3.2. Adding the CLFS User

When logged in as user root, making a single mistake can damage or destroy a system. Therefore, we recommend building the packages as an unprivileged user. You could use your own user name, but to make it easier to set up a clean work environment, create a new user called clfs as a member of a new group (also named clfs) and use this user during the installation process. You may need to do this as the root user:

sudo groupadd clfs
sudo useradd -s /bin/bash -g clfs -m -k /dev/null clfs

The meaning of the command line options:

-s /bin/bash

This makes bash the default shell for user clfs.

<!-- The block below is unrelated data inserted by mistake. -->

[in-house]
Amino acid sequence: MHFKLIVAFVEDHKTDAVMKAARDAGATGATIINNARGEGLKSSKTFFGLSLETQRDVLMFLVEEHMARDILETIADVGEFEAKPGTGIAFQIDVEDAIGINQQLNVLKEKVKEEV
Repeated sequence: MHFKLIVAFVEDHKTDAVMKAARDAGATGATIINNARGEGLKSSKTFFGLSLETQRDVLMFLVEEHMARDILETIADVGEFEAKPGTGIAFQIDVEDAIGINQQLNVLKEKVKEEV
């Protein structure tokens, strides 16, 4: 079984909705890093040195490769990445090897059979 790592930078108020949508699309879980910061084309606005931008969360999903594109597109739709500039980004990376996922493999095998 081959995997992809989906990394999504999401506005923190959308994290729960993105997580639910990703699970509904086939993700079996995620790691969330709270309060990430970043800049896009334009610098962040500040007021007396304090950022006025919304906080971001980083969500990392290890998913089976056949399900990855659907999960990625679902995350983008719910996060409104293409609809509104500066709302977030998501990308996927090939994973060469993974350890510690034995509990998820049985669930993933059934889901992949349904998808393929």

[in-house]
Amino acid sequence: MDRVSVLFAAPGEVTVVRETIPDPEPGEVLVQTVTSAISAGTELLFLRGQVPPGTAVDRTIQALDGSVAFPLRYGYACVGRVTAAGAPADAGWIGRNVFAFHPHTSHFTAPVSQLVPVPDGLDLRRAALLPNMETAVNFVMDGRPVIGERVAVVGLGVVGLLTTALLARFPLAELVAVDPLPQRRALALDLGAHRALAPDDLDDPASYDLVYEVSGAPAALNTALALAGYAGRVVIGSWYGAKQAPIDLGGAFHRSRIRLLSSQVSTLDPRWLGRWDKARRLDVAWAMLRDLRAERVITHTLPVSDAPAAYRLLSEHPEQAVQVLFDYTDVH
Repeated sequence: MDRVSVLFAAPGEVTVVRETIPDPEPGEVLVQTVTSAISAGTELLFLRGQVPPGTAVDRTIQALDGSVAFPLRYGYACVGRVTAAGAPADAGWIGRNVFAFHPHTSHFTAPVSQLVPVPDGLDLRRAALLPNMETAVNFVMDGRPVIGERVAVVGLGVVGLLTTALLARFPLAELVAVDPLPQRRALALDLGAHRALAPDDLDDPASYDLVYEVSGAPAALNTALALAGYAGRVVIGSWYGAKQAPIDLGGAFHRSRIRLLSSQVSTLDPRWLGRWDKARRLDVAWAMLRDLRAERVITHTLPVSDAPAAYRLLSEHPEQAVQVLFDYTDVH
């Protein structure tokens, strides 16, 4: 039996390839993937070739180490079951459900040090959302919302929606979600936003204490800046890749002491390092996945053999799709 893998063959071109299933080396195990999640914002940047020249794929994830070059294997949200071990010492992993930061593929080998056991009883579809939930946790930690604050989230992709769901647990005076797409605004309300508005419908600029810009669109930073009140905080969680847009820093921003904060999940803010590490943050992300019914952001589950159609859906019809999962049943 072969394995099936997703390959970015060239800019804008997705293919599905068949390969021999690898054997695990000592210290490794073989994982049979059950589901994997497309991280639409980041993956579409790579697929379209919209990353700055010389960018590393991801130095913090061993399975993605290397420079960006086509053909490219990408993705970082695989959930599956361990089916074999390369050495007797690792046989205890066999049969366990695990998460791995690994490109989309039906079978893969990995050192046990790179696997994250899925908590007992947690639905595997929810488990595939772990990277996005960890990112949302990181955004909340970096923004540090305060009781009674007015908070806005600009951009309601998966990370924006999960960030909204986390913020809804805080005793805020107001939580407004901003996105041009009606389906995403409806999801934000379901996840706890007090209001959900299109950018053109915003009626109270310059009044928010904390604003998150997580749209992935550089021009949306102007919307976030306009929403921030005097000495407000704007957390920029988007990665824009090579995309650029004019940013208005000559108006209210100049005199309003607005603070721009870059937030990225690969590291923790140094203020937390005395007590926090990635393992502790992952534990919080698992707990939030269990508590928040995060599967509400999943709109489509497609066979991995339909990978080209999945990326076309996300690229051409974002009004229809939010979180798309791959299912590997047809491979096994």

-g clfs

This option adds user clfs to group clfs.


This creates a home directory for clfs.

-k /dev/null

This parameter prevents possible copying of files from a skeleton directory (default is /etc/skel) by changing the input location to the special null device.


This is the actual name for the created group and user.

To log in as clfs (as opposed to switching to user clfs when logged in as root, which does not require the clfs user to have a password), give clfs a password. You may need to do this as the root user:

sudo passwd clfs

Grant clfs full access to ${CLFS} by making clfs the directory's owner. You may need to do this as the root user:

sudo chown -Rv clfs ${CLFS}

Next, login as user clfs. This can be done via a virtual console, through a display manager, or with the following substitute user command:

su - clfs

The “-” instructs su to start a login shell as opposed to a non-login shell. The difference between these two types of shells can be found in detail in bash(1) and info bash.